In all districts, at least 55.0 per cent of the economically active population is self-employed without employees. Unpaid family workers form the second largest group with proportions ranging from 20.3 per cent in the Nadawli, to 35.1 per cent in Sissala, District, compared with only 6.9 per cent at the national level. This implies that, in the region, the household is the main unit for economic activity.
The private informal sector provides employment for almost all the working population. The proportion for this sector ranges from 72.8 per cent in the Lawra, to 86.2 per cent in the Nadawli, and 85.8 per cent in the Jirapa-Lambussie districts. The formal sector (public or private) is a source of employment for only a small fraction of the work force in each district. Within these small numbers, there are twice as many males as females in each district. Unemployment in the region (11.1%), is higher than in the country (7.8%). It is also slightly higher for males (11.6%) than for females (10.7%). Furthermore, the level is also higher in the urban, than in the rural areas. However, in the urban areas, unemployment is higher for females than for males.
Housing condition and community facilities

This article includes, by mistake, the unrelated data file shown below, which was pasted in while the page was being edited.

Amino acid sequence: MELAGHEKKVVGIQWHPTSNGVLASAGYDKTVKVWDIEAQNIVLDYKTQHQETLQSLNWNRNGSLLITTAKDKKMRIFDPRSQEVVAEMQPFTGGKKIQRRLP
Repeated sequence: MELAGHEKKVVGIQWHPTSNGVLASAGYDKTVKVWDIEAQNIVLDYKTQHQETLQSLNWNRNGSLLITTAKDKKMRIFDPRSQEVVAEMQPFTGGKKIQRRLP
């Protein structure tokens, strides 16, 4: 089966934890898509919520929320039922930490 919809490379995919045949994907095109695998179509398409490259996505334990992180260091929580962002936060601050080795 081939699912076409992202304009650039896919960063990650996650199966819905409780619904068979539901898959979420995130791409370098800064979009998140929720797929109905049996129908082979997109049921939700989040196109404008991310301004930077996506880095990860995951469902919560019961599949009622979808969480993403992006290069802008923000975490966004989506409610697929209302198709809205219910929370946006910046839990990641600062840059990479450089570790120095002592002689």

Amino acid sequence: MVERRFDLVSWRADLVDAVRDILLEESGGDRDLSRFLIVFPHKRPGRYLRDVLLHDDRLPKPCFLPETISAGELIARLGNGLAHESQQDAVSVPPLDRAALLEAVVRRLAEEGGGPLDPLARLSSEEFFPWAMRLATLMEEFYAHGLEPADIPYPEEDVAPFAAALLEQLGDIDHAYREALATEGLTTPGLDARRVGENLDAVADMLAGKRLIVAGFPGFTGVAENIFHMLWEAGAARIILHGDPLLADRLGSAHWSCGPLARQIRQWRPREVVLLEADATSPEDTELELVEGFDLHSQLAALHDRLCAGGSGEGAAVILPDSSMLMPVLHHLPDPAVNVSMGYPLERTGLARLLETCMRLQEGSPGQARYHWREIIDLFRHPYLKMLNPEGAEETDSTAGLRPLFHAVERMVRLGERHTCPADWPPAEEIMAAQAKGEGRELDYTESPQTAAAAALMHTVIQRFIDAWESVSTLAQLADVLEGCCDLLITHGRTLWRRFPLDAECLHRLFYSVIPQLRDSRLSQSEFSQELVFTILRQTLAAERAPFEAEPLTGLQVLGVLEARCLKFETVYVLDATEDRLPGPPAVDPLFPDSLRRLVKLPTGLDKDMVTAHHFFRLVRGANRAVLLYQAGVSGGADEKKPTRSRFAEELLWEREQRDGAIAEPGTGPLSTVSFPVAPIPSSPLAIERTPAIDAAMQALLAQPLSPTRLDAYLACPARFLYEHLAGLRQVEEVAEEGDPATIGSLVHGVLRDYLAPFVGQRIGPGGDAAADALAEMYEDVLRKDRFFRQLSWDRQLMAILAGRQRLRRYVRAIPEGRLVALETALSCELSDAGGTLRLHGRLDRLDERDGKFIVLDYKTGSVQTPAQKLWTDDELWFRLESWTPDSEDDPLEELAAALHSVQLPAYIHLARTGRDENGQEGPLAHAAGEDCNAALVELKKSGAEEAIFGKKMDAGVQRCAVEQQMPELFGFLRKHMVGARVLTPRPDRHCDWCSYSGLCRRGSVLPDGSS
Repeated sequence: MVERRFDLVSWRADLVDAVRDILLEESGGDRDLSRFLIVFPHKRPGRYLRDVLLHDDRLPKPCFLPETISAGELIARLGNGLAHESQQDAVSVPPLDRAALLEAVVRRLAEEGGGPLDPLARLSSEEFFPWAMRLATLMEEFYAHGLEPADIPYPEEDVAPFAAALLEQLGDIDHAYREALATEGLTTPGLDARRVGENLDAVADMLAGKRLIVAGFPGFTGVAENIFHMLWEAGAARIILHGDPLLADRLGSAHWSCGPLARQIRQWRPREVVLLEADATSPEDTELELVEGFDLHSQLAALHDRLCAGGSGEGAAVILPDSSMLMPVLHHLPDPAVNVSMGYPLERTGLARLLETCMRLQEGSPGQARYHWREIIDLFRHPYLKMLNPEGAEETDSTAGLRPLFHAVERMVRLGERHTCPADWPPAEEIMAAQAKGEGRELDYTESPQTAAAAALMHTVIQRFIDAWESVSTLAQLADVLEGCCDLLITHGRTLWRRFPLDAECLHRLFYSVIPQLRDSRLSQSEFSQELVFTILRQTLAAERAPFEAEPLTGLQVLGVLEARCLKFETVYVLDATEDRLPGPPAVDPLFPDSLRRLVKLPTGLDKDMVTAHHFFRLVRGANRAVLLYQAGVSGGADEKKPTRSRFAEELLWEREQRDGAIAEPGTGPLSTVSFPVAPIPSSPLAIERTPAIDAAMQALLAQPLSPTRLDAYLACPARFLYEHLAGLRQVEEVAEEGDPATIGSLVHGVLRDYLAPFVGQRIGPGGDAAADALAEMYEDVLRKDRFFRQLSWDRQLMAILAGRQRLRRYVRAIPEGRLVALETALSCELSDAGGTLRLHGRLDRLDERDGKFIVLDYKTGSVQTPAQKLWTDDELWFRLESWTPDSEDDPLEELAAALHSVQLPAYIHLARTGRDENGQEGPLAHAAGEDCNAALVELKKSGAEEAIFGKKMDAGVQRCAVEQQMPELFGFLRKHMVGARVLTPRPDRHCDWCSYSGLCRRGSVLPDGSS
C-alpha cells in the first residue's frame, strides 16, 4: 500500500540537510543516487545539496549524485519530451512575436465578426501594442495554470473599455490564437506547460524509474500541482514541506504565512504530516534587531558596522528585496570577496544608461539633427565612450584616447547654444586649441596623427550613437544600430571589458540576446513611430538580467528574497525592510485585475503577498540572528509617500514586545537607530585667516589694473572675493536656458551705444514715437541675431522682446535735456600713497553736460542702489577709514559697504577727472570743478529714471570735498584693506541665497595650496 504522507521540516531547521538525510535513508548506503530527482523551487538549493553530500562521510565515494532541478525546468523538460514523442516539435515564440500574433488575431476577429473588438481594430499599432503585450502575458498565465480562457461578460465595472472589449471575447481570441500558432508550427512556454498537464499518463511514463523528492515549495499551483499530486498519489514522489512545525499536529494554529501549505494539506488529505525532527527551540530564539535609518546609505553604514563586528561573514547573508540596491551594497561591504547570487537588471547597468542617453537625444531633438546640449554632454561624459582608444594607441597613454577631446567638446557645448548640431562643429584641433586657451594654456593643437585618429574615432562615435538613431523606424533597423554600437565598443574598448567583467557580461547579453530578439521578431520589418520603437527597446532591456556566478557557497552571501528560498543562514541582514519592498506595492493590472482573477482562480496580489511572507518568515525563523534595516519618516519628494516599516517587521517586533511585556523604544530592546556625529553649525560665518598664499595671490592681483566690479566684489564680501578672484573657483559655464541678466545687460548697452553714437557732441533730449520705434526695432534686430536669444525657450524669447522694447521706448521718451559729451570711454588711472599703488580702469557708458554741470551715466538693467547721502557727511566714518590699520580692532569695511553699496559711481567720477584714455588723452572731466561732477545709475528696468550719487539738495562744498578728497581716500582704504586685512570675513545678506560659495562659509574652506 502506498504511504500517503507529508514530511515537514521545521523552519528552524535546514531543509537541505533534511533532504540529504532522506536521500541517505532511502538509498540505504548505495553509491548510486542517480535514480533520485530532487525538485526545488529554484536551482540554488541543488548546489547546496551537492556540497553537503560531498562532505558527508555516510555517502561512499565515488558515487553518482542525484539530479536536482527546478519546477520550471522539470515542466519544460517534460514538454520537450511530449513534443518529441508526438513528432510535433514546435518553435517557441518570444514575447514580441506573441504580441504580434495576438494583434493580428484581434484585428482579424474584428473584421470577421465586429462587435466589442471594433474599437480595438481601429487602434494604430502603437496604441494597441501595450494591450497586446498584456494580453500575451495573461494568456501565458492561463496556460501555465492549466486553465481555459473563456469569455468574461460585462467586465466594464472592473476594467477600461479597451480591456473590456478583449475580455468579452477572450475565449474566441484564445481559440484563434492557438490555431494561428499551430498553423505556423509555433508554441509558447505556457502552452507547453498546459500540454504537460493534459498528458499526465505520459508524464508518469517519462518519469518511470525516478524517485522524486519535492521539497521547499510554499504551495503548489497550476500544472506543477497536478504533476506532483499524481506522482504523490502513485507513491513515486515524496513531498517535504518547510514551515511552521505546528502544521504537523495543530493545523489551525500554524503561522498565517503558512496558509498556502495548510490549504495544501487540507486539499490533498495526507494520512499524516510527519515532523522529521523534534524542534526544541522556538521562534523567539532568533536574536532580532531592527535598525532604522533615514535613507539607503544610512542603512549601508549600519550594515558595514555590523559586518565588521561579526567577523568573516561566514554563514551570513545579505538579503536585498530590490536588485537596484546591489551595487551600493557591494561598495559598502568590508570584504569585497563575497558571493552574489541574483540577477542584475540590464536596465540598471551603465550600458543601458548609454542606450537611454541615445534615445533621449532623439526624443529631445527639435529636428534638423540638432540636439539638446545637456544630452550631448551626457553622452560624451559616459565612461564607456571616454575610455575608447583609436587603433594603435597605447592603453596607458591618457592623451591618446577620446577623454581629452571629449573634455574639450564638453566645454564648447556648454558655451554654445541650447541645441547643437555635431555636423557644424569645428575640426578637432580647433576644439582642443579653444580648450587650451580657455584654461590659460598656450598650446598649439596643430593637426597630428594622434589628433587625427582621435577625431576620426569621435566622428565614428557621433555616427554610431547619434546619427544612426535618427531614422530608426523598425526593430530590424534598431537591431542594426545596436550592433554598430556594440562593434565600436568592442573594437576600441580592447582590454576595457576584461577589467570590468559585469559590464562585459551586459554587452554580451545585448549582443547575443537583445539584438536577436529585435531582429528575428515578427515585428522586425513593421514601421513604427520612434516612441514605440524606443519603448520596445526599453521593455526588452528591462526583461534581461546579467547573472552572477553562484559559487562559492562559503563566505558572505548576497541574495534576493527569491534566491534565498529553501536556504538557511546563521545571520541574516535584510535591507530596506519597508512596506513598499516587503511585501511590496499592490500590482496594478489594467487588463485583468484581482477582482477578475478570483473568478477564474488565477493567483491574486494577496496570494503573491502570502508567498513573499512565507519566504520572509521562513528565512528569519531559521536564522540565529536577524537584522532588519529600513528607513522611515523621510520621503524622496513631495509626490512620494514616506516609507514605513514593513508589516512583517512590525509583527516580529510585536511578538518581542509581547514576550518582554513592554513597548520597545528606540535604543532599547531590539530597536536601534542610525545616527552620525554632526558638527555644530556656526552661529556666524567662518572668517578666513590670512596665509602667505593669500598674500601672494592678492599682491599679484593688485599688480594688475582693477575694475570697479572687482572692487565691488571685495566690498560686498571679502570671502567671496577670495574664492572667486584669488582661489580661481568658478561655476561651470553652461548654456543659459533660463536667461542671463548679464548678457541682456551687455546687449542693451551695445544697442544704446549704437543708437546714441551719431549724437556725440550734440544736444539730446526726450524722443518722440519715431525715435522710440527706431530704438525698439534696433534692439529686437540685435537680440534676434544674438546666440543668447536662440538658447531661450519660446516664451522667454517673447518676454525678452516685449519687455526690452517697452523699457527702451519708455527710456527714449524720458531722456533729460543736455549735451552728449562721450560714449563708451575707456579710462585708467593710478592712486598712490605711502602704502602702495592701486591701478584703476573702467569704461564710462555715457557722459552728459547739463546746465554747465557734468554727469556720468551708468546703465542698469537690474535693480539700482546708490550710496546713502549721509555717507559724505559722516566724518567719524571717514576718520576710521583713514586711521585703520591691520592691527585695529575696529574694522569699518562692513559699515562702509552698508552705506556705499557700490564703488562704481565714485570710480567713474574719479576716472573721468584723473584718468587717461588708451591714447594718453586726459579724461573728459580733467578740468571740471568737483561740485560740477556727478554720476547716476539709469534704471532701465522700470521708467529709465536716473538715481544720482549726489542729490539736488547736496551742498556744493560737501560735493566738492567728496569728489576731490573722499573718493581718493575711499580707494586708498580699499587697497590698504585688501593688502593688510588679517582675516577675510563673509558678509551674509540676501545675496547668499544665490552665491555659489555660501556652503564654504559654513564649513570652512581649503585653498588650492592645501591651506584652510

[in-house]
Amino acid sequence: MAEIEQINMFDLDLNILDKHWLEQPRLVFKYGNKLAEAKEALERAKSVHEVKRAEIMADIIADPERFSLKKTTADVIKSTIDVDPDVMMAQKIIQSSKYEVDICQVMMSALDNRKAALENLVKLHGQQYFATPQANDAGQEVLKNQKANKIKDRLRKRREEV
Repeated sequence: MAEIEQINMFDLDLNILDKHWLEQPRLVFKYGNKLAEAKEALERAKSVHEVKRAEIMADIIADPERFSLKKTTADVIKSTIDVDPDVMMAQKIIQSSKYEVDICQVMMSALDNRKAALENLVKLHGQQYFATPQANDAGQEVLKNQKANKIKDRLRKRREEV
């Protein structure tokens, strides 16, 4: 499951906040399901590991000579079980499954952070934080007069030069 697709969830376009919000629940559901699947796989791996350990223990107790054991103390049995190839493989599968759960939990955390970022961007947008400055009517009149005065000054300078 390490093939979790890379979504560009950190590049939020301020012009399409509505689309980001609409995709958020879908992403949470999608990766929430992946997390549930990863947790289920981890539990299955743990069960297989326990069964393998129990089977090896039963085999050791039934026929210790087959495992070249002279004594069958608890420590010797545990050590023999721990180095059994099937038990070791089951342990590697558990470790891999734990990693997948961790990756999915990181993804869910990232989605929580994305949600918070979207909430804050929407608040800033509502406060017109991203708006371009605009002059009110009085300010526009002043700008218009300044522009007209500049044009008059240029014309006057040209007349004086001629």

The region’s population of 576,583 is made up of 80,596 households. There are 1.6 households per house. The population per house is about 11, and the average household size is 7.2 persons. Room(s) in compound houses are the predominant types of dwelling in all the districts. A very high proportion of the households in each district, ranging from 78.0 per cent in the regional capital District Wa, to 90.4 per cent in the Jirapa-Lambussie District, live in dwellings owned by a relative.
The quality of dwellings in the region is generally poor. Mud/ mud bricks are the main materials of outer walls for at least three out of every four dwelling units. About half of all buildings in each district are roofed with thatch from grass, wood or mud/mud bricks. Earth/mud is also used as the main material for the floor in over 60.0 per cent of dwelling units in the Nadawli, Lawra and Jirapa-Lambussie, Districts, while in the Sissala and Wa Districts, at least half of the floors are made with cement/concrete. There are more rooms available to each household in the region than in the country as a whole. For the country, 61.8 per cent of households occupy only one or two rooms compared to 25.4 per cent of households in the region. The proportion of households occupying one or two rooms in the region ranges from 15.4 per cent in the Lawra, to 35.5 per cent in Wa, districts. There are also more households occupying seven or more rooms in the region (19.6%) than in the country (8.6%).